Discover more from Deeper Look
Tennessee goes authoritarian
House Republicans are once again trying to silence Democrats as well as the public, a strategy that imperils democracy
Having failed to permanently expel two firebrand Democrats earlier this year, the Tennessee House is now trying to silence them as well as any voice challenging Republicans. And it’s doing it by brazenly suspending free speech and imperiling democracy.
Democrats are incensed.
“There was an article written called “Is Tennessee a democracy?” said Rep. Justin Pearson, one of the so-called Tennessee Three, speaking on the House floor. “And I believe today we are getting a very clear answer that it is not.”
Republican lawmakers are not only wielding the new rules to stifle debate from Democrats, but they’re also putting draconian restrictions on the public — the people who elected them. It’s all a political calculation that ending free speech will make it easier for Republicans to exert total authority. But it’s making a spectacle of Tennessee.
New rules crafted on Tuesday give House Speaker Cameron Sexton nearly unchecked power to prevent any lawmaker from speaking on the floor, starting with suspensions for three days and quickly escalating to the entire session.
This is a reader-supported newsletter. Please subscribe for free and consider a paid subscription to allow me to do in-depth reporting.
All Sexton has to decide is whether the member is causing a “material disruption,” a purely subjective determination. Even more alarming, if Sexton decides a member is doing nothing worse than veering off-topic during a debate he can not only cut the microphone - which he does constantly with Democrats - but he can take away their speaking privileges for days. A second offense is a three-day suspension. A fourth bars a lawmaker from speaking on behalf of his constituents on the floor for an entire session.
Had these rules been in place earlier this year, the most vocal Democrats would have been completely silenced.
Sexton’s decisions are not debatable or appealable. They only need a thumbs-up from the Republican supermajority, which in practice is automatic.
Without breaking a sweat, Sexton can strip voters in Nashville and Memphis of having a voice in the House. The speaker can in essence expel a member without expelling them.
It’s a parliamentary maneuver every bit as overreaching as Sexton’s attempt to expel Pearson along with Reps. Justin Jones and Gloria Johnson earlier this year for leading a short protest on the House floor.
That was a huge miscalculation that made Republicans look racist when they voted not to oust the only white lawmaker of the three. They then looked foolish when local officials immediately and unanimously sent Jones and Pearson back to fill their vacant seats. The pair later overwhelmingly won special elections. In their attempt at a chess move, Republicans failed to simply look one move ahead.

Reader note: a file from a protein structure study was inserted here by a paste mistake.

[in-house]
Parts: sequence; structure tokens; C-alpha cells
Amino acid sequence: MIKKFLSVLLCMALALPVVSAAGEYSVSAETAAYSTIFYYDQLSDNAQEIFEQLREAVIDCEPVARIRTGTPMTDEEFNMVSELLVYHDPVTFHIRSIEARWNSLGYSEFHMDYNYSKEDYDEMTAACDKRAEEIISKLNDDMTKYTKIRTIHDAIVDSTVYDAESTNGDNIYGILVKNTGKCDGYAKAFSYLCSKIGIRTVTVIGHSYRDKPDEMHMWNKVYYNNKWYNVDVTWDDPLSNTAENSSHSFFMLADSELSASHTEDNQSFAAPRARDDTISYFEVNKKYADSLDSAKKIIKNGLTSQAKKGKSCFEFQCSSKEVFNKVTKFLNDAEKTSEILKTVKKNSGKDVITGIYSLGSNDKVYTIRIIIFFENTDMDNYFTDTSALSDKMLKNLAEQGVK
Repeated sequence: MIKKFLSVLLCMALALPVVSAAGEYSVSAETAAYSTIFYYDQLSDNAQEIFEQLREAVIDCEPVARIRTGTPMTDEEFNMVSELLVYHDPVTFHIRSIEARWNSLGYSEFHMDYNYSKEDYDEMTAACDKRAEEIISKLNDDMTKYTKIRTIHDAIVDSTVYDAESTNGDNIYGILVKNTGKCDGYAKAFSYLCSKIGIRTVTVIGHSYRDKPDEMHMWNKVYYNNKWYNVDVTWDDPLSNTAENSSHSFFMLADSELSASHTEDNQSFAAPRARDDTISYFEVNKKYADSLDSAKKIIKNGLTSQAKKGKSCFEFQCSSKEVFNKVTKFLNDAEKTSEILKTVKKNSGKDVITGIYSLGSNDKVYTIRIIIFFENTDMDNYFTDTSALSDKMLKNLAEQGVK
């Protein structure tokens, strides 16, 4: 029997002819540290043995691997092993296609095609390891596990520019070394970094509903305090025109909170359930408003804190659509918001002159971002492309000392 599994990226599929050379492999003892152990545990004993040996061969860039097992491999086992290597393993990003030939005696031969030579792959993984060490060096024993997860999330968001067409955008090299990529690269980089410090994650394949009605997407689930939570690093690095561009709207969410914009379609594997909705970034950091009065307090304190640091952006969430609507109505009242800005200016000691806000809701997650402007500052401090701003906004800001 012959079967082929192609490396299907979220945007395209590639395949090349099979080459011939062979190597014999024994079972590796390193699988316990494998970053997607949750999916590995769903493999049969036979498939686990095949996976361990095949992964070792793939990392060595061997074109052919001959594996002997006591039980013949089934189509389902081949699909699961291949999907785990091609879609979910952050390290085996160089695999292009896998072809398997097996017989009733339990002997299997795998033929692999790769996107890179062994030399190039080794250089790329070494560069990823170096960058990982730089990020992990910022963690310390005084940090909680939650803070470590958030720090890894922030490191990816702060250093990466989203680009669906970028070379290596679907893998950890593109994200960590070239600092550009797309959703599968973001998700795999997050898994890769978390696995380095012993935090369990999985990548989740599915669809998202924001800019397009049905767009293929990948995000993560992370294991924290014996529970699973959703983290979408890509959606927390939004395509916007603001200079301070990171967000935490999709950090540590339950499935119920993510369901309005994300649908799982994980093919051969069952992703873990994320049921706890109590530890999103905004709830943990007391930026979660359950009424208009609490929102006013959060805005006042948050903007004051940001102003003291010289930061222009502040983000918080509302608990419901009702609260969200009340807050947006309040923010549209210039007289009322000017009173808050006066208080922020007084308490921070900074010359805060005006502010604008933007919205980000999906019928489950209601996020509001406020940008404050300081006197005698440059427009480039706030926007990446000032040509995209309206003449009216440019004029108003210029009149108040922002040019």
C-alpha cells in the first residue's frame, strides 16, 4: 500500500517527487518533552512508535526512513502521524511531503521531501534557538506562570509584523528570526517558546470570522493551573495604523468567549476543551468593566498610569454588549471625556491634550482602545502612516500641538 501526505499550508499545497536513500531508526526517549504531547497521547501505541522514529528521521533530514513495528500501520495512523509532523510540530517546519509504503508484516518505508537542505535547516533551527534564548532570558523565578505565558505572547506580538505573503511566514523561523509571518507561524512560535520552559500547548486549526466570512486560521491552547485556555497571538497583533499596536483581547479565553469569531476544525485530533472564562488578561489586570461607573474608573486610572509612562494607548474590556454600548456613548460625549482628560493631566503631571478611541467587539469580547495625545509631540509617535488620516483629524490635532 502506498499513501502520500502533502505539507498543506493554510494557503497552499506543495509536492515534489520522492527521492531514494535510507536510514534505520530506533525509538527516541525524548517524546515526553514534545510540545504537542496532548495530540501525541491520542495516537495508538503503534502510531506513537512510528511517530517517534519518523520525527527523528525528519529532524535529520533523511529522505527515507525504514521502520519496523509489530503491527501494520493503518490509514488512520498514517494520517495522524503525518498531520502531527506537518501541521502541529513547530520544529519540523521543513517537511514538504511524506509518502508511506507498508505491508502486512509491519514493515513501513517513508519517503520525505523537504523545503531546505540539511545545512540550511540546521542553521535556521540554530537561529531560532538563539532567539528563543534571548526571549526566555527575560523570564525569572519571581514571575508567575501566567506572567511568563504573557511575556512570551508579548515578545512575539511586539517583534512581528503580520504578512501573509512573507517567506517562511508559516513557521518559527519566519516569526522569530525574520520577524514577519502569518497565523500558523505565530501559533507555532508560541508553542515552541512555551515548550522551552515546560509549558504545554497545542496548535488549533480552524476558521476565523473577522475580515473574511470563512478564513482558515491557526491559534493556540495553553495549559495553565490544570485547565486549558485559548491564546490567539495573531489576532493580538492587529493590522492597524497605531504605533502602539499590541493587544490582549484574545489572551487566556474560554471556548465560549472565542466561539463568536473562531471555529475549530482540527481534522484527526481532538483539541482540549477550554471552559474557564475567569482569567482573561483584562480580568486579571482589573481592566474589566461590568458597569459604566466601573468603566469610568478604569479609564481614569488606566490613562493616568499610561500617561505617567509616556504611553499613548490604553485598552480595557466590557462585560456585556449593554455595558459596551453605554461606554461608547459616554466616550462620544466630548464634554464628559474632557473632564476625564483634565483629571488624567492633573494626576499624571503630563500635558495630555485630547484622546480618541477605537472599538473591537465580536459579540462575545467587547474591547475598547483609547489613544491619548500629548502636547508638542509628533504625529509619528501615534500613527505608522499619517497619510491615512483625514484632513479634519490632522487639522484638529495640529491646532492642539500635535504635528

The strategy backfired spectacularly. Sexton made Jones and Pearson into national superstars, who embarrassed Republicans every time they spoke.
Not a single Republican in the state house comes close to matching the Justins for their oratorial skills or their popular appeal. The politically astute move for Republicans would have been to lick their wounds and move on. But supermajorities corrupt absolutely.
Instead, they’ve once again elevated Jones and Pearson’s power outside the House floor and made Tennessee look like an enemy to democracy.
Tennessee is now again a top story nationwide as Republicans posted armed security throughout the Capitol to stop protesters from calling for gun reform in the aftermath of a mass shooting in Nashville this year. Members of the public were kicked out of a committee meeting by a chairman upset that a few in the audience briefly applauded.
Jones was already ruled off-topic just yesterday, as was Rep. Jason Powell, whose microphone was cut off as he gave an emotional and angry speech criticizing the new rules. Sexton justified it by claiming preposterously that Powell had veered off-topic. Sexton’s capricious decisions now carry severe penalties.
Rep. Jones summed up the objections:
These rules talk about ruling a member out of order and silencing their voices, but my question is where in the rules can we find a process to hold the Speaker out of order when he misapplies the rules to members? Where in these rules can we rule the Speaker out of order when he shuts off members’ microphones so they have to bring a megaphone to the House? Where in these rules can we hold the Speaker accountable for abusing Constitutional rights and misapplying the rules based on a member’s skin color as opposed to treating every member of this body as an equal member?
Republicans responded by booing. None of them were kicked off the House floor.